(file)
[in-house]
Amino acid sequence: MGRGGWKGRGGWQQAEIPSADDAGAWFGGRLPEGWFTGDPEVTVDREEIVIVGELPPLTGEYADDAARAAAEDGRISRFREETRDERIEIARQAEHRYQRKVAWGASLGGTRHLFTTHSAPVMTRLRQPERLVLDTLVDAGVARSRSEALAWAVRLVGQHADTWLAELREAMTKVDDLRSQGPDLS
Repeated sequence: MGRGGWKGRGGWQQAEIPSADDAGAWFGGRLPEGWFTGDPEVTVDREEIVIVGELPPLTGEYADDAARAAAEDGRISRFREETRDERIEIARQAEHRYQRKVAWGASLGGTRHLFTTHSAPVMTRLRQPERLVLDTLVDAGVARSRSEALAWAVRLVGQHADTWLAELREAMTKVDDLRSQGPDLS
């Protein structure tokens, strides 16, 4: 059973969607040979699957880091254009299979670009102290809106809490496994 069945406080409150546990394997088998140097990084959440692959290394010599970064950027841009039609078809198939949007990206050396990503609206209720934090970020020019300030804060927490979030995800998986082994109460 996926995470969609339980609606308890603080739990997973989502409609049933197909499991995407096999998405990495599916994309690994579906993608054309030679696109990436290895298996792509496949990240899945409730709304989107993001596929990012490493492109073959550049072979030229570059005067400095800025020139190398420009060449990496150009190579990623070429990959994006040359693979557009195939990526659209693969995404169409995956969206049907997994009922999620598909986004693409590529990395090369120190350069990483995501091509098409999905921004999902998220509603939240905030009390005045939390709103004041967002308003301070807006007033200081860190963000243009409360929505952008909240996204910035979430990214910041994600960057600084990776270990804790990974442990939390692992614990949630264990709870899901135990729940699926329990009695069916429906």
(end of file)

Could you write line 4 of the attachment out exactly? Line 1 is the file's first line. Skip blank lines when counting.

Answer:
């Protein structure tokens, strides 16, 4: 059973969607040979699957880091254009299979670009102290809106809490496994 069945406080409150546990394997088998140097990084959440692959290394010599970064950027841009039609078809198939949007990206050396990503609206209720934090970020020019300030804060927490979030995800998986082994109460 996926995470969609339980609606308890603080739990997973989502409609049933197909499991995407096999998405990495599916994309690994579906993608054309030679696109990436290895298996792509496949990240899945409730709304989107993001596929990012490493492109073959550049072979030229570059005067400095800025020139190398420009060449990496150009190579990623070429990959994006040359693979557009195939990526659209693969995404169409995956969206049907997994009922999620598909986004693409590529990395090369120190350069990483995501091509098409999905921004999902998220509603939240905030009390005045939390709103004041967002308003301070807006007033200081860190963000243009409360929505952008909240996204910035979430990214910041994600960057600084990776270990804790990974442990939390692992614990949630264990709870899901135990729940699926329990009695069916429906």